Over time, and through repetition of such behaviors, the person becomes increasingly isolated from society until the pain is so great that substance use and/or compulsive behavior becomes a repeated distraction, an anticipated relief, and ultimately a necessity.
So in its advanced stages, Perception Disorder can lead to substance abuse and/or behavioral disorders such as compulsive gambling, work, sex, love, or eating, and codependency.
6 Things to Know about Addiction and Perception Disorder
- Perception Disorder is a progressive disease and over time may result in severe mental illness, such as addiction.
- If you suffer from a substance abuse problem, get help to tackle that first. Nothing will help you before you stop using.
- Addiction is a disease that wants to kill you. For this reason, abstinence is not recovery; it is only a prerequisite to recovery.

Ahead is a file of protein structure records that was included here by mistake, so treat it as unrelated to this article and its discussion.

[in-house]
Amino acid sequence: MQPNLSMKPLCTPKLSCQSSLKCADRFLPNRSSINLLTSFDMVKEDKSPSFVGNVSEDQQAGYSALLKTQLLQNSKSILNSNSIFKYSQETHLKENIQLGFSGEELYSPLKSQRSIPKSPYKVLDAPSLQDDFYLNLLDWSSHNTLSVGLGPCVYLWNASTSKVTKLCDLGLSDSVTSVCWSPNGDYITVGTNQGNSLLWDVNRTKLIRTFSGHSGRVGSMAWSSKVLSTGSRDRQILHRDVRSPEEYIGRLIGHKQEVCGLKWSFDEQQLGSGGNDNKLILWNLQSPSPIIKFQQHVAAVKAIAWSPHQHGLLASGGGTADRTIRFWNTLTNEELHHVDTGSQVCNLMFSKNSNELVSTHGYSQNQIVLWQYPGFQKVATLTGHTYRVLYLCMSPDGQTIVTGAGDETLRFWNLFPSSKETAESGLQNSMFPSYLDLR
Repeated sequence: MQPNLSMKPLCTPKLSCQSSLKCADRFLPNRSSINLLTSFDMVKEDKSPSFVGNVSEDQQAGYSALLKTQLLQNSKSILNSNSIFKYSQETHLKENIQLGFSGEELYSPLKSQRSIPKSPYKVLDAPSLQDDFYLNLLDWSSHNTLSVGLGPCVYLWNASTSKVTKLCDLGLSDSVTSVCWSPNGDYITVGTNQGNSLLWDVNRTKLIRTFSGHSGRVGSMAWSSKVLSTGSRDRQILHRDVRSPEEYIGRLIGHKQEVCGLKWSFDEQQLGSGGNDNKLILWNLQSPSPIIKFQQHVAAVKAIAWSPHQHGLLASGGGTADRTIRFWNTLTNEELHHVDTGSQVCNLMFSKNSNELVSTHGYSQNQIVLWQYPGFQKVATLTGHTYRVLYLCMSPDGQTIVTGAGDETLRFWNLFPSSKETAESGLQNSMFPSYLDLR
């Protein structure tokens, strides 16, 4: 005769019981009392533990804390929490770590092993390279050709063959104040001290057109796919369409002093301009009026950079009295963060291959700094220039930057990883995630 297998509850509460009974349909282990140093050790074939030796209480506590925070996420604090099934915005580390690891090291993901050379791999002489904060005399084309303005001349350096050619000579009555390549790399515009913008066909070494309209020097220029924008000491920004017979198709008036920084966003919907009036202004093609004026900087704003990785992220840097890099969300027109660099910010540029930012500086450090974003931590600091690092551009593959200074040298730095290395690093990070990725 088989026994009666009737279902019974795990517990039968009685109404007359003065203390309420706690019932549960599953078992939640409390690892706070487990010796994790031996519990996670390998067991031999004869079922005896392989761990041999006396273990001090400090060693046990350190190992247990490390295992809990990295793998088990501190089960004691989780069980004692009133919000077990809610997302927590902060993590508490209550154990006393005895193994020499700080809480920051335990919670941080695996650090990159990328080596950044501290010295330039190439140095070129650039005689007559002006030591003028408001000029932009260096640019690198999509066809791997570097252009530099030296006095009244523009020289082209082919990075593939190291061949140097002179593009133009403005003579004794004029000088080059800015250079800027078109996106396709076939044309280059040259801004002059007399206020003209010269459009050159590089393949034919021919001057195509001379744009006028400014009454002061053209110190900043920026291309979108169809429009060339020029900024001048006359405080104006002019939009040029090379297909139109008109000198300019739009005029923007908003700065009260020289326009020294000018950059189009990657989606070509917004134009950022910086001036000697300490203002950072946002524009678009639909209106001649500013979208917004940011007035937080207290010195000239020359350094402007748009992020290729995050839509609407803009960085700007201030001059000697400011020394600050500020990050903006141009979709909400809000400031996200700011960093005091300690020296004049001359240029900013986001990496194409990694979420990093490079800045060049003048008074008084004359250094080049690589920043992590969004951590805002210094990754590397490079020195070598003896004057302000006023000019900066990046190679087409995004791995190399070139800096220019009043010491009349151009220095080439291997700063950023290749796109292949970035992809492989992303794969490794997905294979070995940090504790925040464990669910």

- The underlying Perception Disorder was present before the abuse. It has become exacerbated by the abuse, so treating the Perception Disorder is imperative.
- Even if you find yourself completely down and out – perhaps hospitalized or incarcerated – don’t be discouraged. This may be your greatest opportunity to grow in a more meaningful way than would otherwise have been possible.
- If you suffer from an advanced stage of Perception Disorder, such as addiction, then getting outside help to arrest the disease must be your sole priority.
About Charles G. Hanna
Charles G. Hanna is the Chairman, CEO, and founder of a third-party technology provider that he began in a basement in 1979 and built into a leading service consolidation company. A devoted father of three children, Hanna is involved with a range of charities, including organizations that help with cancer treatment, Canadian artists, and displaced and handicapped people. He has a particular soft spot for children and animals, and contributes his personal time in various ways to youth shelter homes and animal shelter groups. He divides his time between Toronto and Los Angeles. For more information, please visit www.charleshanna.com, and connect with him on Twitter, @hanna_higher.